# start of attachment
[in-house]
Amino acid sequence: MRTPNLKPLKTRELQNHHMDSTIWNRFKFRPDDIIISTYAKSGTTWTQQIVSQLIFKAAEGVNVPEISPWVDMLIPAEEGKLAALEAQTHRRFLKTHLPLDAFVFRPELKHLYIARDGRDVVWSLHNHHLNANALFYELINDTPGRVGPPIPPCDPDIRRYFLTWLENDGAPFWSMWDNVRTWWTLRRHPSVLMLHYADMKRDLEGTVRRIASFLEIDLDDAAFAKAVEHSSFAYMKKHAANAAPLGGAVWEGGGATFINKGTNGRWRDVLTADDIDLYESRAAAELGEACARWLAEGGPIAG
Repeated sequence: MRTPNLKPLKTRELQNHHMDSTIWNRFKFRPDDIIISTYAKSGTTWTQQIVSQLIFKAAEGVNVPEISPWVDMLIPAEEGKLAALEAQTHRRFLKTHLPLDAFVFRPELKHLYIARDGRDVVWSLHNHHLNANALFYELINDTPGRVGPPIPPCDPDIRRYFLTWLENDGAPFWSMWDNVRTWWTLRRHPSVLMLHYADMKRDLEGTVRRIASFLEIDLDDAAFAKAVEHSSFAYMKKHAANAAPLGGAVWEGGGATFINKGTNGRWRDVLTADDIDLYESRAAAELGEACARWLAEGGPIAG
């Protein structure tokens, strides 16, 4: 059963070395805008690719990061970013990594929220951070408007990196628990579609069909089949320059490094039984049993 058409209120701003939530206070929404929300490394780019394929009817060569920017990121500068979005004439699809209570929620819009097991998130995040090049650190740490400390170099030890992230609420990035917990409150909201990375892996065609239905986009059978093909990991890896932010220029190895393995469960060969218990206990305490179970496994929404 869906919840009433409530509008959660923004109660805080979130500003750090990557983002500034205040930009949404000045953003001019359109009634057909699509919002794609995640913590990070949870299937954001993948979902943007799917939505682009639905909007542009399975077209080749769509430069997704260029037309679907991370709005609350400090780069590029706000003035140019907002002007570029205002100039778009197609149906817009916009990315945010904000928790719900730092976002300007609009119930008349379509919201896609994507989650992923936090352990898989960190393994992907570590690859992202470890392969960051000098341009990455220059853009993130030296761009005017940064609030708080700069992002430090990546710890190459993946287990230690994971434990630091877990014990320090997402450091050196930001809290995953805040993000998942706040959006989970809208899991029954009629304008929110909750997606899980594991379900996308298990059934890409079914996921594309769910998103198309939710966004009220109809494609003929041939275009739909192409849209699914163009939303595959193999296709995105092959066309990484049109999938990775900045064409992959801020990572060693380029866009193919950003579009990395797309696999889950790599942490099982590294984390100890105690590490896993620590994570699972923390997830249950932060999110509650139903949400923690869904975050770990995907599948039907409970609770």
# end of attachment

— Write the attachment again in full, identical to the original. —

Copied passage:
[in-house]
Amino acid sequence: MRTPNLKPLKTRELQNHHMDSTIWNRFKFRPDDIIISTYAKSGTTWTQQIVSQLIFKAAEGVNVPEISPWVDMLIPAEEGKLAALEAQTHRRFLKTHLPLDAFVFRPELKHLYIARDGRDVVWSLHNHHLNANALFYELINDTPGRVGPPIPPCDPDIRRYFLTWLENDGAPFWSMWDNVRTWWTLRRHPSVLMLHYADMKRDLEGTVRRIASFLEIDLDDAAFAKAVEHSSFAYMKKHAANAAPLGGAVWEGGGATFINKGTNGRWRDVLTADDIDLYESRAAAELGEACARWLAEGGPIAG
Repeated sequence: MRTPNLKPLKTRELQNHHMDSTIWNRFKFRPDDIIISTYAKSGTTWTQQIVSQLIFKAAEGVNVPEISPWVDMLIPAEEGKLAALEAQTHRRFLKTHLPLDAFVFRPELKHLYIARDGRDVVWSLHNHHLNANALFYELINDTPGRVGPPIPPCDPDIRRYFLTWLENDGAPFWSMWDNVRTWWTLRRHPSVLMLHYADMKRDLEGTVRRIASFLEIDLDDAAFAKAVEHSSFAYMKKHAANAAPLGGAVWEGGGATFINKGTNGRWRDVLTADDIDLYESRAAAELGEACARWLAEGGPIAG
């Protein structure tokens, strides 16, 4: 059963070395805008690719990061970013990594929220951070408007990196628990579609069909089949320059490094039984049993 058409209120701003939530206070929404929300490394780019394929009817060569920017990121500068979005004439699809209570929620819009097991998130995040090049650190740490400390170099030890992230609420990035917990409150909201990375892996065609239905986009059978093909990991890896932010220029190895393995469960060969218990206990305490179970496994929404 869906919840009433409530509008959660923004109660805080979130500003750090990557983002500034205040930009949404000045953003001019359109009634057909699509919002794609995640913590990070949870299937954001993948979902943007799917939505682009639905909007542009399975077209080749769509430069997704260029037309679907991370709005609350400090780069590029706000003035140019907002002007570029205002100039778009197609149906817009916009990315945010904000928790719900730092976002300007609009119930008349379509919201896609994507989650992923936090352990898989960190393994992907570590690859992202470890392969960051000098341009990455220059853009993130030296761009005017940064609030708080700069992002430090990546710890190459993946287990230690994971434990630091877990014990320090997402450091050196930001809290995953805040993000998942706040959006989970809208899991029954009629304008929110909750997606899980594991379900996308298990059934890409079914996921594309769910998103198309939710966004009220109809494609003929041939275009739909192409849209699914163009939303595959193999296709995105092959066309990484049109999938990775900045064409992959801020990572060693380029866009193919950003579009990395797309696999889950790599942490099982590294984390100890105690590490896993620590994570699972923390997830249950932060999110509650139903949400923690869904975050770990995907599948039907409970609770």